E.J. Gold is a master artist. His proficiency extends into many artistic media, including painting and sculpting as well as professional video and music recording, computer game writing, and virtual reality wizardry. Gold has created a diversified and monumental oeuvre in the course of the forty years of his career as an artist. All his work speaks of breathtaking vision, technical expertise, uncompromising discipline, and engaging humor.
E.J. Gold was born in New York City in 1941. As the son of H.L. Gold, the editor of Galaxy Science Fiction magazine, he grew up surrounded by artists and intellectuals, the Who’s Who in the Arts in America of the 40's and 50's: Isaac Asimov, Arthur C. Clarke, Robert Heinlein, Charles Laughton, Orson Welles, John Cage, Merce Cunningham, Pete Seeger...
The New York School, Otis Art Institute in Los Angeles, Rico Lebrun and Fritz Schwaderer are among his early influences. A member of the infamous California Nine, a guerilla artist group of the sixties, he was widely recognized for his invention of soft and breathing sculptures.
Gold is a perceptual scientist who uses art as his primary investigative tool. He is the principal author of the Manifesto on Reductionism published jointly with the Grass Valley Graphics Group, an artistic enclave at the cutting edge of experimentation in objective art where visual elaboration is reduced to a minimum. In keeping with the tenets of reductionism, instead of drawing on personal elements of past experience, the artist directs his attention to the world of stillness and silence that lies just on the other side of the veil.
Gold’s work often violates scale, at once denying dimension and perspective. By making use of color, form, texture, negative space, forced perspective, compressions, color field and figure-ground relationships, Gold depicts the world beyond the boundaries of space and time, portraying timeless eternity.
Some of Gold’s more well-known series of paintings include the Faces of War, PlanarContiguities, Odalisques, Guides, Moonbeam, White House Series, Expressionist Landscapes, Sanitarium Series, Angels, Monumentals, Haunted Corridors, and City in the Sky.
These powerful paintings by this remarkable shamanic artist are gateways to sublime mystical experiences. They are profoundly experiential and impenetrable by the mind but have the ability to awaken higher centers. Therein lies their key.
SCHOOL OF REDUCTIONISM
Conceived in 1987 by E.J. Gold, a prominent American artist, and other members of the Grass Valley Graphics Group, an artist's community in northern California. The School consists of more than 20 American and Canadian painters and sculptors who have worked with Gold to reformulate the aims and principles of contemporary visual art.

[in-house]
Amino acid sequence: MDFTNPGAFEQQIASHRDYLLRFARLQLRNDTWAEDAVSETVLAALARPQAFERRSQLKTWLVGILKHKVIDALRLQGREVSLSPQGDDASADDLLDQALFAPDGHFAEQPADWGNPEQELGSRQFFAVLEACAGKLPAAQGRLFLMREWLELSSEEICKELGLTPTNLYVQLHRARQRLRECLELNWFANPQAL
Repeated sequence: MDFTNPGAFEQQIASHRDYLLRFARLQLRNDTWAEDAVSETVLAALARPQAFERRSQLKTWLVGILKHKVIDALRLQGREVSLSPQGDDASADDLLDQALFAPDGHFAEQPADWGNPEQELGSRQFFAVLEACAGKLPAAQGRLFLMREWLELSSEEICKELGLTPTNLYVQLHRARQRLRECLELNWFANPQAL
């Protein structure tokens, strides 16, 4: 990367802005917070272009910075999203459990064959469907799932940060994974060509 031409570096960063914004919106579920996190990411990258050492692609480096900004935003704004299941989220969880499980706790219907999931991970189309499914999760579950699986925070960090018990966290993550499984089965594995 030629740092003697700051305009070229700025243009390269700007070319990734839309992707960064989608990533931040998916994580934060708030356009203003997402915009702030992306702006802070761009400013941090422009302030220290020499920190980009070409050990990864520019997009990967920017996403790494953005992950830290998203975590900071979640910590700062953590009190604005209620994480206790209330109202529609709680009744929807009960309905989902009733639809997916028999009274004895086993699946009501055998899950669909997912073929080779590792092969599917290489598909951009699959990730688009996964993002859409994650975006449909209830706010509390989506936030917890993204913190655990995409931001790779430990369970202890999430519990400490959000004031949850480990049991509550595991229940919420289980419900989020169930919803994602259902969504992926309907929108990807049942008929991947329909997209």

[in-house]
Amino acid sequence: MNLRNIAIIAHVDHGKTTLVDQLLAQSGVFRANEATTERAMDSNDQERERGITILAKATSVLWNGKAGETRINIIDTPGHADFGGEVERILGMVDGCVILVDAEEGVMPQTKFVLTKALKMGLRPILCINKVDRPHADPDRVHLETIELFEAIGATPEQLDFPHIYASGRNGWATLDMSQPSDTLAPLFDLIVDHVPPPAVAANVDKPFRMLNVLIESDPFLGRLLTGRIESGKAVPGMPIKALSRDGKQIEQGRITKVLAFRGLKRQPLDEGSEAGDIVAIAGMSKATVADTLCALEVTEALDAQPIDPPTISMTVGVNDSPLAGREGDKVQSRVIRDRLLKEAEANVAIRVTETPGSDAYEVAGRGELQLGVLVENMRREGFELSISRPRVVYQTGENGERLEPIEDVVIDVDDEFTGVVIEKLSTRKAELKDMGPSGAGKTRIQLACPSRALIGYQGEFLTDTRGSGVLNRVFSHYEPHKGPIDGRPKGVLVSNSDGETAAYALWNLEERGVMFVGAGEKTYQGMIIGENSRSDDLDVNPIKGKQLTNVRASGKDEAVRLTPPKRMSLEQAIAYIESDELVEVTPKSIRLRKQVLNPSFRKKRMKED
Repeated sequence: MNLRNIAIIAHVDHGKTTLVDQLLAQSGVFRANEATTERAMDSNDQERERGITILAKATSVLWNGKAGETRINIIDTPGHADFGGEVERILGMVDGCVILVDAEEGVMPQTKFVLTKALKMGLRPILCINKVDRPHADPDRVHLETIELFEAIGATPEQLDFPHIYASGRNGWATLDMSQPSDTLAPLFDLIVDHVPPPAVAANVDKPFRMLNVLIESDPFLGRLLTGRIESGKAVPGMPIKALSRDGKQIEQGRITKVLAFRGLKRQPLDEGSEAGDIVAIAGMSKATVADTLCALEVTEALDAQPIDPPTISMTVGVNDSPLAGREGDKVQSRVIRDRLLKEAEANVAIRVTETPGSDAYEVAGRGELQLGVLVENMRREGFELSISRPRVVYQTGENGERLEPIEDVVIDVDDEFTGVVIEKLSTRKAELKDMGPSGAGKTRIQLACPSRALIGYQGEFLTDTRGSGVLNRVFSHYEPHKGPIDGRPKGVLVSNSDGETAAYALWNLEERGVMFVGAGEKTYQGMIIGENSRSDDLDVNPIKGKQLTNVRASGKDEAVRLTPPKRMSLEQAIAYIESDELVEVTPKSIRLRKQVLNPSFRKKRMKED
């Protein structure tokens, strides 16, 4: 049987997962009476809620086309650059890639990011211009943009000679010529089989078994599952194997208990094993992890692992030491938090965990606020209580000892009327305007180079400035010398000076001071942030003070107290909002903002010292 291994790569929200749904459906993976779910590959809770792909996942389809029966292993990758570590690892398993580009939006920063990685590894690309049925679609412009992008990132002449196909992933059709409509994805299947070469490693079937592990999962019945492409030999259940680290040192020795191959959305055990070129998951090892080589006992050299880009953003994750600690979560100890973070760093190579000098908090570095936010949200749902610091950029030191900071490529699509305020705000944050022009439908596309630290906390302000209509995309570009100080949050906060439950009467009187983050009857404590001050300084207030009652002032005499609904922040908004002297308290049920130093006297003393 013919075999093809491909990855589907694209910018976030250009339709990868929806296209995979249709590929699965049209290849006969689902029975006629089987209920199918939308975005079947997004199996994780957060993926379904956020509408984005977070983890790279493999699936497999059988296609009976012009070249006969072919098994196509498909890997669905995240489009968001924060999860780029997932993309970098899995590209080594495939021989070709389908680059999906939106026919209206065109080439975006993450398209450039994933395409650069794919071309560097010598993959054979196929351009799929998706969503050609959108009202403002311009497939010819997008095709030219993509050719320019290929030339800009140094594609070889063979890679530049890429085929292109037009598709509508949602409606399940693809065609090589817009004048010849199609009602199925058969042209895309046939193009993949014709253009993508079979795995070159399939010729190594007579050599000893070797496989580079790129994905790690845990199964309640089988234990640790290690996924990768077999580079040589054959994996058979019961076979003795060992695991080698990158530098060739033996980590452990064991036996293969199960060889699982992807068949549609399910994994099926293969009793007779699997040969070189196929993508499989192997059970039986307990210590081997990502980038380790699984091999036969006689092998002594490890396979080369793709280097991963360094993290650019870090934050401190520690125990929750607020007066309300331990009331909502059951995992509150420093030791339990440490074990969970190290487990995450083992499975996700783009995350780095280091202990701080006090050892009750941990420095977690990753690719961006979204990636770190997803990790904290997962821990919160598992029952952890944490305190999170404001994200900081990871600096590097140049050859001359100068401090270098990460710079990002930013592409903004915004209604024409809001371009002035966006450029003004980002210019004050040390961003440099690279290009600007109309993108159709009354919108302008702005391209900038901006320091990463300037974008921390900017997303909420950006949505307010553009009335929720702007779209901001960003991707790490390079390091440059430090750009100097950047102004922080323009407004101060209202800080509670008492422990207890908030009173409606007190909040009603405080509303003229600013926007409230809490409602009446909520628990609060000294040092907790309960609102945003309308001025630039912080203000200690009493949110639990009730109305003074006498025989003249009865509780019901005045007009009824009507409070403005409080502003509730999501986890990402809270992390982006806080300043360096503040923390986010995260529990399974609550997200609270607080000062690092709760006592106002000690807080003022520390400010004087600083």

Reductionism embodies both a philosophy of art and certain practical principles which infuse its works with recognizable qualities.
The philosophy of Reductionism places utmost value on the creative act which originates as an aesthetic perception and a corresponding state or condition of being. It is then the artist's task to capture or express this perception in a work of art which enables the viewer to have the same experience. Reductionist art is therefore objective in nature and not an exploration of the subjective states of the artist.
Artists of the School include: E.J. Gold, Della Heywood, Kelly Rivera, Heather Valencia, Stephanie Boyd, Menlo Macfarlane, Robbert Trice, Tom X., Claude Needham, Zoe Alowan, Richard Hart, Mark Einert, Douglass-Truth, Yanesh, Lidy Nova, Joe Alowan, Tim Elston, David Christie and more.
Although Reductionism in practice is broadly inclusive, experimental and evolving, its art is nonetheless often characterized by three basic qualities:
Reductionism uses recognizable objects and is therefore representational. However, objects are important for their effect, not important in themselves. The artist attempts to achieve an effect with the fewest possible lines and details, removing extraneous elements which may deviate or obscure the effect...thus the name Reductionism. Objects are reduced to their essentials in a move toward the abstract. Similarly, colour is used unambiguously and powerfully to enhance its effect. Colours are few, vibrant, sharply contrasting.
Reductionism typically explores another dimension of time, a dimension which is not sequential or "horizontal" but eternal or "vertical"...the same dimension of time which contains the creative act itself. There is little or no explicit movement in Reductionist art. Nothing is happening in the usual sense and time, therefore, does not pass. The result is an enhanced awareness of posture, positioning of visual elements and their inter-relationships. Freezing the frame, rendering objects static, also has the effect of freeing other forms of movement such as feeling...motion through emotion.
Perhaps the outstanding feature of Reductionist art is that, despite a limited use of the techniques of perspective to create three dimensional effects within the picture, the art nonetheless establishes a sense of space. The reason is the primary place assigned to the viewer. Because the Reductionist artist strives for communication, scenes are composed for a viewer who is not a voyeur outside the scene but rather a participant who is the reason for the work and necessarily a part of it. Everything in the scene is oriented first and foremost to the viewer so as to bring the viewer into a relationship with it. Depth of field is therefore not bounded by the frame but includes the viewer in a truly three dimensional experience of space. Thus, the art is only completed by viewing.